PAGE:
Imaginary Young@Part

70 Minutes
9f, 8m, 4 any
Schools & Youth Drama


This is the authorized Young@Part® edition of IMAGINARY. This show is an exciting, funny and inspiring musical about the wonder of childhood, the power of the imagination and what it means to grow up.

Milo is Sam’s only friend and they spend all their time together, using only their imaginations to transform their world into a place of adventure and excitement. But as Sam’s first day at a new school approaches, his mother worries that Milo is holding her son back, stopping him from growing up. School turns out to be full of surprises– and secrets. With a cast of adults and kids, IMAGINARY centers on an enduring friendship with other-worldly twists and turns that change lives forever.

Casting & Production


Sam – 11/12 years old (but – depending on the production – could be played by an older actor). The role of Sam can be either male or female. Clever, brave and loyal, he/she has an active imagination. Sam is close to his/her mum but is reaching the age where he/she is embarrassed by shows of affection from her. A bit timid when we first meet Sam, he/she becomes more daring and truly heroic as our story progresses.

Milo – Sam’s best friend. The role of Milo can be either male or female, and because Milo is actually Sam’s imaginary friend, Milo could be the same age as Sam or any age. Milo is a little less mature than Sam, more mischievous and irresponsible. He/she feeds Sam’s imaginative life and often leads Sam astray. As is revealed towards the end of Act One, Milo is Sam’s imaginary friend, so in a sense, Milo is who Sam wishes he/she could be but isn’t brave enough for – at the beginning of our story at least. Milo, too, matures as the story develops.

Alice – Same age as Sam and Milo, a girl in Sam’s year at his new school. Alice is strong, brave and serious. The Headmaster’s “upgrading” technique has turned her beloved sister Jess into an unfeeling robot of a girl, so Alice is shut off emotionally from the other children, bitter and untrusting – at least at first. When she realises Sam will stick by her, she reveals her kinder, more vulnerable side.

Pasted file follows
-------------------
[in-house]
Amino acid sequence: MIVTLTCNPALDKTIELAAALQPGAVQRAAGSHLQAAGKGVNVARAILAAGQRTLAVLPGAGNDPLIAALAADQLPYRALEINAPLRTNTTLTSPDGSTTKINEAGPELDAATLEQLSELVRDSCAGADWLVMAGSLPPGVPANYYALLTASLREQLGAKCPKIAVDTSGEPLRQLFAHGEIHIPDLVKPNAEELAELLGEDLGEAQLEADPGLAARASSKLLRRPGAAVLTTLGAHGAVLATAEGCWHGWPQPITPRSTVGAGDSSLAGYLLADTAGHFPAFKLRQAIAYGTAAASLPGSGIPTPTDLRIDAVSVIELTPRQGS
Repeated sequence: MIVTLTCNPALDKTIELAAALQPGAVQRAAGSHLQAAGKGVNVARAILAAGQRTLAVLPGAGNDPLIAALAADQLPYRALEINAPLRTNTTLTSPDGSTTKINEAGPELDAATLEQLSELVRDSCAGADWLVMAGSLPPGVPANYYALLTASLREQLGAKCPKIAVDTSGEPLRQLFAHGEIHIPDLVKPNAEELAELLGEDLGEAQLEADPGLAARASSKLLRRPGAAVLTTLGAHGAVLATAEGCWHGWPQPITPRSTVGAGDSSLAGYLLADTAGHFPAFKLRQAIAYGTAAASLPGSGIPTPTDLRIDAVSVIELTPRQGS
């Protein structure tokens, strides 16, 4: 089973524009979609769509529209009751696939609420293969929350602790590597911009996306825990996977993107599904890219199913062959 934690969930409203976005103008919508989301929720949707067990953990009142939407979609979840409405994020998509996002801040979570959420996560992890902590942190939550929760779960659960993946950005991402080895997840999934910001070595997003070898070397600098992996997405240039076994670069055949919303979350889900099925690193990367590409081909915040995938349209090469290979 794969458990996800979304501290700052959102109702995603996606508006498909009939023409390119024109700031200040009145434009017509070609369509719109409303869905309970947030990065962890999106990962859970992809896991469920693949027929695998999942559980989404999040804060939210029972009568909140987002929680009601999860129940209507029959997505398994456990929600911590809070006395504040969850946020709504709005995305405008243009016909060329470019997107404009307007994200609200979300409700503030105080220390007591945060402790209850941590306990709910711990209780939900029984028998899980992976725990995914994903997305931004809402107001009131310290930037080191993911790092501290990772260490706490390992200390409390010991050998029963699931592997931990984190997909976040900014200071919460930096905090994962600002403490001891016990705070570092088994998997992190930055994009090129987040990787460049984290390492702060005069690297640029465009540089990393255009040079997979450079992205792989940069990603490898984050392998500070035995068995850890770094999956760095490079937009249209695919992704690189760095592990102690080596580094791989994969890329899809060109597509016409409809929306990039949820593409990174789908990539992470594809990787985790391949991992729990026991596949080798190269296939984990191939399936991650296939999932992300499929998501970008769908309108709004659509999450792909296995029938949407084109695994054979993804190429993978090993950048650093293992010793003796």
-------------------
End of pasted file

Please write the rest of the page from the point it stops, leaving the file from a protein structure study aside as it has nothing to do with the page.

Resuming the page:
Their Classmates

Dexter – A friendly, happy boy who is very much at ease with knowing that he’s not very smart. Simple tasks – such as tying his shoelaces – defeat him, but he has a lot of charm.

Grace – A good girl, clever, hardworking and serious. Finds breaking school rules very difficult, even when she knows she has to – but can be very brave.

Harvey – The cool kid. Confident, charming, charismatic – but not very academic.

Helen – The shy girl, nervous about going to the new school. Good-hearted but quiet.

The New Kids – Classmates of the above.

The Big Kids – All have been transformed by the Headmaster’s “upgrading” technique into robot-like drones, who move and think in a rigidly controlled manner.

Jess – One of the Big Kids. Alice’s older sister. We first see her as the poster girl for “upgrading”: severe, serious, unfeeling, hostile. But Alice’s memory of her offers us a glimpse of the girl she used to be, creative, guitar-playing and loving.

The Parents

Beth – Sam’s mother. A single mother, she’s done everything she can to make Sam’s life interesting and colourful – despite there not being much money about. At the beginning of the story, she and Sam have just moved out of their small flat and into a little house, so things are looking up economically, but she worries that Sam is stuck emotionally – he still has an imaginary friend, even though he’s old enough for secondary school – and she blames herself for indulging his taste for fantasy and daydreaming.